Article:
Musician, producer, writer and citizen of the world...
And so it begins ... The quest for the "Right Stuff"
Lee Groves; This musician, producer, writer and citizen of the world came crashing into my life in an open-air bar just under the Brooklyn Bridge in Dumbo, NYC in 2013. Introduced by a mutual friend, Lee and I instantly got on like a house-a-fire. By the end of our 2nd round of drinks we were finishing each others’ sentences and we have never looked back. After two years and many miles we and our wives hiked together in the concrete canyons of NYC, our family’s lives were separately, but simultaneously, transplanted to Nashville in 2015.
Before we met in NYC however, Lee had already had a well-established career in both London and Sydney. A brief roll-call of his clients and projects included: Depeche Mode, Gwen Stefani, Britney Spears, Marilyn Manson, The Black Eyed Peas, Dave Matthews and even a Martin Scorsese project. Lee was also responsible for producing/remixing the soundtrack that accompanied the 2006 Super Bowl’s infamous wardrobe malfunction. The boy gets around.
Lee and I began our long discussion on this topic in East Nashville’s Bar 308. The discussion continues to this day (well past this entry’s completion). To say he’s passionate about being creative would be a gross understatement.
TB: So, Lee ... as promised, here is the question; What is your mental and physical experience when working on a creative project and it feels big, it feels self-propelled, it feels exceptional, it feels … ‘Right’?
LG: Your talking about “Purity”. It’s always a search for something pure with me. Something original.
TB: Isn’t all of our jobs/desires as artists to create something original?
LG: Well, yes. But, you’re asking how it ‘feels’, right?
TB: Yes, thank you. Please keep me on track here …
LG: (Lee brings all his fingertips and thumb together on one hand and points them into his sternum, just below his heart) It’s here. This is where I feel it(!). Not here (points to head), or here (points to his stomach). It’s here (sternum). You’re asking where. That’s where. ∏ When it’s “Right”, you feel something here. It’s unmistakable. You say to yourself, “Oh, wow!” You feel a physical sense of surety here (points again). ∏ When writing, for me it all begins with the chords.
TB: Chord progressions? Is that what you mean? Can you expand on that?
LG: Maybe, sometimes. But it doesn’t have to be a chord progression. I’ll really just focus on the individual chords themselves. Chords are the vehicle of the soul. Whether I’m writing for a specific project, with a specific emotional tie, or just jamming together with a friend in a session and we discover a thread and follow that, it all begins with the chord for me. Music creation, when it’s “Right”, should transport you to somewhere else.
TB: Is that what makes a song or piece commercially successful, that it transports you to somewhere else?
LG: No, that’s not how pop songs work. Pop songs are tough for me to write. I just try to be original to me. Pop songs can be too formulaic, there are rules, and it’s important for me to try and break those rules and write for me. I’m always looking to excite that 14-year-old boy still inside me somewhere. It’s that sense of discovery that wakes you up, you are jolted by the originality and the connection you instantly have with the music your playing or hearing. That’s success for me, not necessarily commercial success in the pop charts … though that’s nice to have, too, when it happens.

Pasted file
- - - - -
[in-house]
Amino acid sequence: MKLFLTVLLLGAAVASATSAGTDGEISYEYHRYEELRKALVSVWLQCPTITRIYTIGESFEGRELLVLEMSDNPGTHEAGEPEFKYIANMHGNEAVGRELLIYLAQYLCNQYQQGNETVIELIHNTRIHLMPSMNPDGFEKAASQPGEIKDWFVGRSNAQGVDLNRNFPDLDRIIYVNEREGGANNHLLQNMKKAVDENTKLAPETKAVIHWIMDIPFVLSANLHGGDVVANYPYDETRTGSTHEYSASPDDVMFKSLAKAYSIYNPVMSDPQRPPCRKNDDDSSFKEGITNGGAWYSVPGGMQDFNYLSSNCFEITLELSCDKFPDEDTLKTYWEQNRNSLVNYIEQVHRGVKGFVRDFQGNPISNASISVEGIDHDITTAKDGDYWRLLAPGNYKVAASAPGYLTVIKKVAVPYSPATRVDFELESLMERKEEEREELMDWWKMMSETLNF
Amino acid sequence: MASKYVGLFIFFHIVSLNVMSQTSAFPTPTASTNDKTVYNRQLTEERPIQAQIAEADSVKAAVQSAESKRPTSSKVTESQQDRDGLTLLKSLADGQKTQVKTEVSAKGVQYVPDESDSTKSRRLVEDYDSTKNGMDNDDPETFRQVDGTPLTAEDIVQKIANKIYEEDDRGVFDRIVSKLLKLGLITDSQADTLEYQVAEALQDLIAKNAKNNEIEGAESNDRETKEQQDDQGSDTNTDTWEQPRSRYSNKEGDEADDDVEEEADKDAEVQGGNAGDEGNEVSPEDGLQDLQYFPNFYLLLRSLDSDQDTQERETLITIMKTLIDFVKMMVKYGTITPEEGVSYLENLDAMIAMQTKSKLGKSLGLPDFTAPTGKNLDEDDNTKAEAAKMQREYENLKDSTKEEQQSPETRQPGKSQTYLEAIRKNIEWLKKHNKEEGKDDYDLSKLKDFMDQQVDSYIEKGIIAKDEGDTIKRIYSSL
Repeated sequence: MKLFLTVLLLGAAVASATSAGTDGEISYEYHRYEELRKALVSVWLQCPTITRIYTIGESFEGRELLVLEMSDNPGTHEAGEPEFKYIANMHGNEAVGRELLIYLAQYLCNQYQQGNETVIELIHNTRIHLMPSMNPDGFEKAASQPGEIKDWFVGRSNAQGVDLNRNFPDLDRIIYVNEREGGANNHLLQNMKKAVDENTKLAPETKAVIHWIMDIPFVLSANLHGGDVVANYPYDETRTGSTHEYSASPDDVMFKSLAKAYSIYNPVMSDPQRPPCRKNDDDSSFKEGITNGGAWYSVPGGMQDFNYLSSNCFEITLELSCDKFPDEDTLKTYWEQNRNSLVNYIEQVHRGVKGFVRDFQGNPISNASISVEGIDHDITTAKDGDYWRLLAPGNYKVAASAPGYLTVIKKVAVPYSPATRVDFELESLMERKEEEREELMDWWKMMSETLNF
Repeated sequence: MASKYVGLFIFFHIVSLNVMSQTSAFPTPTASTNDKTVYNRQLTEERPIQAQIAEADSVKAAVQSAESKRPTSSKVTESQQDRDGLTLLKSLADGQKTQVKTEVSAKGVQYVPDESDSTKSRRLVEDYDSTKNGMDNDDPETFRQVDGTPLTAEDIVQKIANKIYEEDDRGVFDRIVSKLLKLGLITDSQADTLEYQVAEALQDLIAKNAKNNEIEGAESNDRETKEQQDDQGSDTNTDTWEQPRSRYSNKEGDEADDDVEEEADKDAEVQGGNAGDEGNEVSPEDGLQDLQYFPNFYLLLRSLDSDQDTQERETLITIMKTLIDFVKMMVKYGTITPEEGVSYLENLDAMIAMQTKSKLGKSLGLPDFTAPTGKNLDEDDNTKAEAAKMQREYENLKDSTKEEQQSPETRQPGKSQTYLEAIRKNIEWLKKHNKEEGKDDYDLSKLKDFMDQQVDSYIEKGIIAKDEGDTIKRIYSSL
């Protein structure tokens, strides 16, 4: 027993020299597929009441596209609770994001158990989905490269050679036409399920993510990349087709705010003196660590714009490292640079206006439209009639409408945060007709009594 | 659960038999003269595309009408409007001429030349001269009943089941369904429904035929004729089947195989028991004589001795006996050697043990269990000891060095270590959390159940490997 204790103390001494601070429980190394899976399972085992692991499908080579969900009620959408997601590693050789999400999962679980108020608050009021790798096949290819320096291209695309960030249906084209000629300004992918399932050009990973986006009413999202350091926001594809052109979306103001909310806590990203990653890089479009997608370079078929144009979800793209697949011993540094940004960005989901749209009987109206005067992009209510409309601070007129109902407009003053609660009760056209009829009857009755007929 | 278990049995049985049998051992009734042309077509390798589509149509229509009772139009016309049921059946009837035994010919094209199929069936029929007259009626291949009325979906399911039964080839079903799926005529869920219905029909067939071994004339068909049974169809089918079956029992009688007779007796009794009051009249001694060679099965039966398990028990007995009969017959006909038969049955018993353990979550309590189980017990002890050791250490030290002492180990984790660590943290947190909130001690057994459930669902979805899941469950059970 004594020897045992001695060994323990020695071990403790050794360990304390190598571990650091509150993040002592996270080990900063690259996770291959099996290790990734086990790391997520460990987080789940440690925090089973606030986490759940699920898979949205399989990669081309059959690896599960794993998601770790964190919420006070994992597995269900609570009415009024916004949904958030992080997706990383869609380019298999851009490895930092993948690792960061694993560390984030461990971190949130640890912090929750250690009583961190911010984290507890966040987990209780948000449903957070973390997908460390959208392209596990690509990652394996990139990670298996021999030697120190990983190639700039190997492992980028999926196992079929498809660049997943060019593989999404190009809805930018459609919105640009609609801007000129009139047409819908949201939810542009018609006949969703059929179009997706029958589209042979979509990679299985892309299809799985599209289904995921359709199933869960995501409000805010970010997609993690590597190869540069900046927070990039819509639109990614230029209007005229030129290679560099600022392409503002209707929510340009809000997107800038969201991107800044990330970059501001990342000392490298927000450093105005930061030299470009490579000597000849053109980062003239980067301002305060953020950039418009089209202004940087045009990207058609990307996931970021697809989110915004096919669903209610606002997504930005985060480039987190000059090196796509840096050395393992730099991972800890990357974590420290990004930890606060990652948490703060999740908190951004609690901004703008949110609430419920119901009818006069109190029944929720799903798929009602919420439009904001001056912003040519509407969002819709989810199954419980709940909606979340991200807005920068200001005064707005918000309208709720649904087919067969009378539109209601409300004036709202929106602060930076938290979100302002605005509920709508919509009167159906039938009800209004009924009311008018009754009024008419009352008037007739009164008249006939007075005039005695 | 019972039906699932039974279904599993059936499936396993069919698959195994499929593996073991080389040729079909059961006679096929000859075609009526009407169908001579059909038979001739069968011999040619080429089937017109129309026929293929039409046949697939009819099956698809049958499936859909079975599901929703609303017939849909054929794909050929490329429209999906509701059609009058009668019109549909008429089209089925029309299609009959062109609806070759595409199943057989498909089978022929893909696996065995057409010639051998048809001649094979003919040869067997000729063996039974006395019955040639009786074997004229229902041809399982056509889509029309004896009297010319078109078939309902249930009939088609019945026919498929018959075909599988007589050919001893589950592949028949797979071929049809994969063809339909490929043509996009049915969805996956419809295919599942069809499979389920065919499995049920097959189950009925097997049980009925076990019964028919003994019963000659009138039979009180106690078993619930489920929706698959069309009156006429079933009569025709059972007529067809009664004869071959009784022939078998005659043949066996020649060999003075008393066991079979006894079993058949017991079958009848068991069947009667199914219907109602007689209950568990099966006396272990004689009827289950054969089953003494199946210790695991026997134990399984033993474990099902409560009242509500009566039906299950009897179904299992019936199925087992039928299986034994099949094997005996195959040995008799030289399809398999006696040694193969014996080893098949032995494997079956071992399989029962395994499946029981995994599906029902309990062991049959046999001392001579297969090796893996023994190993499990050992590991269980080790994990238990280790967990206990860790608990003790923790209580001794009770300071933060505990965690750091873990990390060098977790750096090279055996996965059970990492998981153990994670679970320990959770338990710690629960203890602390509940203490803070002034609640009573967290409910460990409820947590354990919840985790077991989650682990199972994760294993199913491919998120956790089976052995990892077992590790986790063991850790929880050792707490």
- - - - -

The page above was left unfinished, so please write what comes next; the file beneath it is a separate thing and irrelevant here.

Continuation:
TB: For years now I’ve tried to move into or through creative processes focusing on making myself happy with the work, believing that I am no different than most people. And if I like something (I am creating) chances are others will like it, too. Is that similar to your approach?
LG: A bit. Yeah, a bit I suppose. But we are all so similar when it comes to music, experiencing music. Bobby McFerrin’s TED Talk and his use of the pentatonic scale demonstrates a perfect example of that. You have to watch it! Amazing. There’s another documentary, “The Heart Is a Drum Machine” from 2009, also amazing. Those speak to the universal understanding of the impact music has on all of us.
TB: You’ve used a few beautiful descriptors so far: “Original”, “Purity”, “Surety”, “Discovery”. Is it fair to say a piece or an artist can embody all those at once? For musicians I’m thinking of Elvis Costello, David Bowie … artists that are wholly different in their approach, sound, message … wholly original.
LG: Yes, absolutely! Bob Marley, Michael Jackson … loads of people. With Bob Marley, his purity came from his message, what he had to say and how he chose to say it. Bob Marley had important things to say.
TB: So we’ve talked about what it feels like. What do you do to preserve that feeling in the moment? How do you hope to create that feeling again? Have you developed a method? Or, do you specifically not want to know the method and leave it all up to an indiscriminate muse?
LG: Well, the way I work, and music in general these days, is very linear. My friend Pete was recently in town and we spent 11 days in the studio together writing and creating loads of textures and themes we used to finish a group of songs before it was over. Pete is a longtime friend, we have a great collaborative energy together. We begin with just getting in a room, me on piano and Pete on XXXX, and we just play and bounce ideas off one another. I say it’s linear because we are always tracking (recording) what we are playing so we are able to revisit anything we play. It’s always good, but there are moments that are exceptional. We’re able to take to moments and play them back and build more onto the strongest pieces. It’s fleeting, but it’s not. You feel the excitement of the moment but don’t need to panic because we have it. We then get to make it better. Make sense?